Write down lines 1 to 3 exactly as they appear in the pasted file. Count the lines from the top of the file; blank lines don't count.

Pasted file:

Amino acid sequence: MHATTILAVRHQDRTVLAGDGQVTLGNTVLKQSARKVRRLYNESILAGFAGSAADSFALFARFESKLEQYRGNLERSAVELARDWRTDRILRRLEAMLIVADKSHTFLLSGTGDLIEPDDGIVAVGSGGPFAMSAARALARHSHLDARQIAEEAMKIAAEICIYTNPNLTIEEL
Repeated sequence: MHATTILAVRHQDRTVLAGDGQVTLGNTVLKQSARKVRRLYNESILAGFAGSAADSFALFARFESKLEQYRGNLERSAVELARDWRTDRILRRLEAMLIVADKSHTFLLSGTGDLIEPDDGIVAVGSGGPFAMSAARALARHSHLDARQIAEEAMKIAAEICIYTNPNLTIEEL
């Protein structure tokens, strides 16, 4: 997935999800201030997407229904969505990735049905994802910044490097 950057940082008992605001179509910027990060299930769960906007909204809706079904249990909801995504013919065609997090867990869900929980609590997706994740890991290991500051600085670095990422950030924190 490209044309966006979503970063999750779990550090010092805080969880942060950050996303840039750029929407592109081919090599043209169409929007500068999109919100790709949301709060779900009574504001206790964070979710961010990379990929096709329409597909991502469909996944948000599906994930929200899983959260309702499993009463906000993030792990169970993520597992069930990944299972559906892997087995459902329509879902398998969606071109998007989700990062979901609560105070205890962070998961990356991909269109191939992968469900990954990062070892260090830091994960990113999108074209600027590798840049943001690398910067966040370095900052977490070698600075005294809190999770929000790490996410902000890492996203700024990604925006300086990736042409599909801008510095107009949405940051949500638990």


Amino acid sequence: MHATTILAVRHQDRTVLAGDGQVTLGNTVLKQSARKVRRLYNESILAGFAGSAADSFALFARFESKLEQYRGNLERSAVELARDWRTDRILRRLEAMLIVADKSHTFLLSGTGDLIEPDDGIVAVGSGGPFAMSAARALARHSHLDARQIAEEAMKIAAEICIYTNPNLTIEEL
Repeated sequence: MHATTILAVRHQDRTVLAGDGQVTLGNTVLKQSARKVRRLYNESILAGFAGSAADSFALFARFESKLEQYRGNLERSAVELARDWRTDRILRRLEAMLIVADKSHTFLLSGTGDLIEPDDGIVAVGSGGPFAMSAARALARHSHLDARQIAEEAMKIAAEICIYTNPNLTIEEL
């Protein structure tokens, strides 16, 4: 997935999800201030997407229904969505990735049905994802910044490097 950057940082008992605001179509910027990060299930769960906007909204809706079904249990909801995504013919065609997090867990869900929980609590997706994740890991290991500051600085670095990422950030924190 490209044309966006979503970063999750779990550090010092805080969880942060950050996303840039750029929407592109081919090599043209169409929007500068999109919100790709949301709060779900009574504001206790964070979710961010990379990929096709329409597909991502469909996944948000599906994930929200899983959260309702499993009463906000993030792990169970993520597992069930990944299972559906892997087995459902329509879902398998969606071109998007989700990062979901609560105070205890962070998961990356991909269109191939992968469900990954990062070892260090830091994960990113999108074209600027590798840049943001690398910067966040370095900052977490070698600075005294809190999770929000790490996410902000890492996203700024990604925006300086990736042409599909801008510095107009949405940051949500638990």